Loving Veterans To Life

Basic Service Dog Criteria

Basic Service Dog Criteria

When selecting a dog to train as your service dog, there are several things to take into consideration such as; weight, age, temperament etc. Below, are basic guidelines for dogs that the Gunnar Center will accept into our program. Some exceptions may apply on a case by case basis.

  1. Do you currently have dogs in your home? If yes, do you think that dog might be a possible candidate to be your service dog? It is much easier to use an existing dog than it is to integrate a new dog or puppy.
  2. Your dog must be spayed or neutered
  3. Your dog must be between the ages of 6 months and 3 years of age. (For puppies, we ask that your dog has completed a basic obedience and socialization class, or can demonstrate basic obedience and proper interaction with puppies and dogs.) Please note, the younger your dog, the longer it will take to complete training in order to work through adolescent behavioral issues and to become proficient in basic and advanced obedience skills.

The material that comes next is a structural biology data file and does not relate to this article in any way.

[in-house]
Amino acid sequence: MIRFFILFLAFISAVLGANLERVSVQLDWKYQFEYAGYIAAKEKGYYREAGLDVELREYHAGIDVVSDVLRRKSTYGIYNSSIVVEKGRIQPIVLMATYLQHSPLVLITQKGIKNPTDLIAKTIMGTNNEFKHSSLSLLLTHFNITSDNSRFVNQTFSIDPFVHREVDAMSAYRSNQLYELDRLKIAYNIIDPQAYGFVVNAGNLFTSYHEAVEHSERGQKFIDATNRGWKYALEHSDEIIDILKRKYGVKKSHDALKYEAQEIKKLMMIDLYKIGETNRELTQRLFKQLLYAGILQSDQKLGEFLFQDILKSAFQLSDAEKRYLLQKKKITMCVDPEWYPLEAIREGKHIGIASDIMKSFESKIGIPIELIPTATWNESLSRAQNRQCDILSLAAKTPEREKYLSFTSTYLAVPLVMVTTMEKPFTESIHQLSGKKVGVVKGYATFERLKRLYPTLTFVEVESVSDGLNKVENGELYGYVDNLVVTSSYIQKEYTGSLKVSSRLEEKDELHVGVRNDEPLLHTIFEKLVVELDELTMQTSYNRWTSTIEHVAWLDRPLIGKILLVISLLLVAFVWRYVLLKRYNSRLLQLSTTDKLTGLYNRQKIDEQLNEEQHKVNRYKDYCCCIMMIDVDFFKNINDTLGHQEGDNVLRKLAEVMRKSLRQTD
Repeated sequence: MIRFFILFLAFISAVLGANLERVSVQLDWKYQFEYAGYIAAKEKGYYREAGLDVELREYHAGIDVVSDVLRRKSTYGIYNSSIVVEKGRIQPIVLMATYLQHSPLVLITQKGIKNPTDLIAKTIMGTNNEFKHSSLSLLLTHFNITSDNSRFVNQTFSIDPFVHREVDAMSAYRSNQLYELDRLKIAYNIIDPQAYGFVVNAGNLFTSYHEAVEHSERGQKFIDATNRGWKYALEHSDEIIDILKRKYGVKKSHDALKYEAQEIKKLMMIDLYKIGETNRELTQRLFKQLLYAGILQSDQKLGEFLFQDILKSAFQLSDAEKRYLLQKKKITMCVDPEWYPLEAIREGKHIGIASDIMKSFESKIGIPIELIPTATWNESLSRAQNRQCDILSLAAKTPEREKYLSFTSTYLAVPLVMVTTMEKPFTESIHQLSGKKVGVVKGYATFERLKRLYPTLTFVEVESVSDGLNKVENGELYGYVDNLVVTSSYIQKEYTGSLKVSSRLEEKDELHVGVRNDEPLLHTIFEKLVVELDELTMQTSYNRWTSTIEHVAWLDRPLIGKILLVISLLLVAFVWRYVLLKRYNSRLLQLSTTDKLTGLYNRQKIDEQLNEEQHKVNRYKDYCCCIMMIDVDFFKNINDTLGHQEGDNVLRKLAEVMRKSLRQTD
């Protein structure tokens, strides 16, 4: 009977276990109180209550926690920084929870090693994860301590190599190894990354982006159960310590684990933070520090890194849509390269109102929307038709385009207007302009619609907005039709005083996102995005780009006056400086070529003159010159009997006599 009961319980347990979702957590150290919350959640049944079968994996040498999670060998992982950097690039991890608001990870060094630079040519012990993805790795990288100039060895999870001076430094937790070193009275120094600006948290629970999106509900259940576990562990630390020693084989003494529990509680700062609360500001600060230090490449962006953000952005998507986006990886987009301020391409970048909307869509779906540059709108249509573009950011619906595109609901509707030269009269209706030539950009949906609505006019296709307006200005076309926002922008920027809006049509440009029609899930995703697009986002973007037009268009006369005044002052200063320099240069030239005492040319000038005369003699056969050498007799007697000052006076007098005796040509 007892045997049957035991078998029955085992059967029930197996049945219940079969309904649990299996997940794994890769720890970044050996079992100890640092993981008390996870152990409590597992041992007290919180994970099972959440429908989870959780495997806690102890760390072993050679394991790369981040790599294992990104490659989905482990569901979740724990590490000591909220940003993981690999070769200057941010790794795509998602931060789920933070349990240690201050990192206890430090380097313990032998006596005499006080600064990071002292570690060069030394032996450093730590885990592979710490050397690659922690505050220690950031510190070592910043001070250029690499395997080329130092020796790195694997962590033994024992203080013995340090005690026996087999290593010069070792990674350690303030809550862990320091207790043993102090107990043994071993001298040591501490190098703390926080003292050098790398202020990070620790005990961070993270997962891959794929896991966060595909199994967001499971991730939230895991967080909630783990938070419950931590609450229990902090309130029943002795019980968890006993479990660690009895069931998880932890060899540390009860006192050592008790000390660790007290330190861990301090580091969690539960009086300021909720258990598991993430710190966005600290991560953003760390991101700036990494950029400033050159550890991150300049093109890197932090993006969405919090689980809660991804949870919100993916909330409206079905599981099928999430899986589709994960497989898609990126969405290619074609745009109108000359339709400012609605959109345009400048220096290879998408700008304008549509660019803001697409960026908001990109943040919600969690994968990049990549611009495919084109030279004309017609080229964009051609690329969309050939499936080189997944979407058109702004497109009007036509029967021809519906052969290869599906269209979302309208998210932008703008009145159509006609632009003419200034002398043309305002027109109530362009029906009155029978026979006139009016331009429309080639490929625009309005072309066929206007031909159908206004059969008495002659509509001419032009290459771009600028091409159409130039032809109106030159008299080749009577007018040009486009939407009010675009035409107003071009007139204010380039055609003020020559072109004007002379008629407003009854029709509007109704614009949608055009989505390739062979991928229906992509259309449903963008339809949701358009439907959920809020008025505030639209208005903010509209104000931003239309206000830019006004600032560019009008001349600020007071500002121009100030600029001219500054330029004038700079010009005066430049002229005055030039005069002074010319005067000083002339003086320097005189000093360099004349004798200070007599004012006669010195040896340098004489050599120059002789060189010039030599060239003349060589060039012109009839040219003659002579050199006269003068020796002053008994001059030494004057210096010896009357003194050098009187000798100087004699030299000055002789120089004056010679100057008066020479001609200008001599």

4. Your dog must be friendly and non-reactive to people or other dogs. As a service dog with public access rights, we cannot risk putting the public in danger. If your dog is aggressive or reactive in any way, they will be disqualified from the program immediately.
  5. When fully grown your dog must weigh more than 25lbs. If you are looking to have a Yorkie, Boston Terrier, Pomeranian, etc, those dogs will not be able to perform tasks required of service dogs, nor will they be able to appropriately navigate safely in public.
  6. If you require your dog to provide mobility assistance, your dog should weigh a minimum of 70lbs when fully grown in order to be able to appropriately support you.
  7. Your dogs energy level must be comparable to yours as well as any physical limitations. For example, if you are primarily home bound, a Husky is not a good fit for you.
  8. You must have your vet provide a letter stating that your dog is in good health and that it does not show any potential health risks such as hips, joints, eyes, ears, that could prevent or shorten its service life.

 

*Adapted from PTSD and Service Dogs: A Training Guide for Sufferers